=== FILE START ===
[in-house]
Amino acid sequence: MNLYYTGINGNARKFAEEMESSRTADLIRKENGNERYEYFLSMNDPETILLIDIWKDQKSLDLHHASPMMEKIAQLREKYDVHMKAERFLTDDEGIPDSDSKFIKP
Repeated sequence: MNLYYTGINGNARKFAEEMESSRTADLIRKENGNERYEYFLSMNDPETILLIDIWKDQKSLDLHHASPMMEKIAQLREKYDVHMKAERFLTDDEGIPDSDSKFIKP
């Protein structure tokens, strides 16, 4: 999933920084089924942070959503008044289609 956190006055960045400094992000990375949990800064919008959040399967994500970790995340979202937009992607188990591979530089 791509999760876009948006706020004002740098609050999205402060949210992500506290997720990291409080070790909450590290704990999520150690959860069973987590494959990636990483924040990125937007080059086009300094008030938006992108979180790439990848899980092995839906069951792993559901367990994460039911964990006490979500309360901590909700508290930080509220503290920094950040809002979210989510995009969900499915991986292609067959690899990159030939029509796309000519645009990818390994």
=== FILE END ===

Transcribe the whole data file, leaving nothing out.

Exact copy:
[in-house]
Amino acid sequence: MNLYYTGINGNARKFAEEMESSRTADLIRKENGNERYEYFLSMNDPETILLIDIWKDQKSLDLHHASPMMEKIAQLREKYDVHMKAERFLTDDEGIPDSDSKFIKP
Repeated sequence: MNLYYTGINGNARKFAEEMESSRTADLIRKENGNERYEYFLSMNDPETILLIDIWKDQKSLDLHHASPMMEKIAQLREKYDVHMKAERFLTDDEGIPDSDSKFIKP
């Protein structure tokens, strides 16, 4: 999933920084089924942070959503008044289609 956190006055960045400094992000990375949990800064919008959040399967994500970790995340979202937009992607188990591979530089 791509999760876009948006706020004002740098609050999205402060949210992500506290997720990291409080070790909450590290704990999520150690959860069973987590494959990636990483924040990125937007080059086009300094008030938006992108979180790439990848899980092995839906069951792993559901367990994460039911964990006490979500309360901590909700508290930080509220503290920094950040809002979210989510995009969900499915991986292609067959690899990159030939029509796309000519645009990818390994």